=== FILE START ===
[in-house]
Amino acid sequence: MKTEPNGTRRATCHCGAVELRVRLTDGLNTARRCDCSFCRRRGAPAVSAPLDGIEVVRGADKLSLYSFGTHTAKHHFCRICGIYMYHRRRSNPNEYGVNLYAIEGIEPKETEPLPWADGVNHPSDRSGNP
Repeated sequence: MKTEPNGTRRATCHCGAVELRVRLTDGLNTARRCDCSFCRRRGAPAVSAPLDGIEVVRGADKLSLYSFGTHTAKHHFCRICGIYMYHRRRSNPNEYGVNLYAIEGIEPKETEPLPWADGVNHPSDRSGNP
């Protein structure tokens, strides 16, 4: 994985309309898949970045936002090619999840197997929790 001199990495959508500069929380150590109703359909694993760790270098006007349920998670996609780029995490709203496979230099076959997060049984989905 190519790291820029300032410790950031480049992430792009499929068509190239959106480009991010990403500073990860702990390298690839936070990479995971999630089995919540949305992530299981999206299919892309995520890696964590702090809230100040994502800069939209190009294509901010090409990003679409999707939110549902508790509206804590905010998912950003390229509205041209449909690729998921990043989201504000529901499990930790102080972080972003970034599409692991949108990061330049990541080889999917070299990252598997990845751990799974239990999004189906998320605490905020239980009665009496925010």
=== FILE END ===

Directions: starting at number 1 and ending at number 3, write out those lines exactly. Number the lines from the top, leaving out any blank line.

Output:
[in-house]
Amino acid sequence: MKTEPNGTRRATCHCGAVELRVRLTDGLNTARRCDCSFCRRRGAPAVSAPLDGIEVVRGADKLSLYSFGTHTAKHHFCRICGIYMYHRRRSNPNEYGVNLYAIEGIEPKETEPLPWADGVNHPSDRSGNP
Repeated sequence: MKTEPNGTRRATCHCGAVELRVRLTDGLNTARRCDCSFCRRRGAPAVSAPLDGIEVVRGADKLSLYSFGTHTAKHHFCRICGIYMYHRRRSNPNEYGVNLYAIEGIEPKETEPLPWADGVNHPSDRSGNP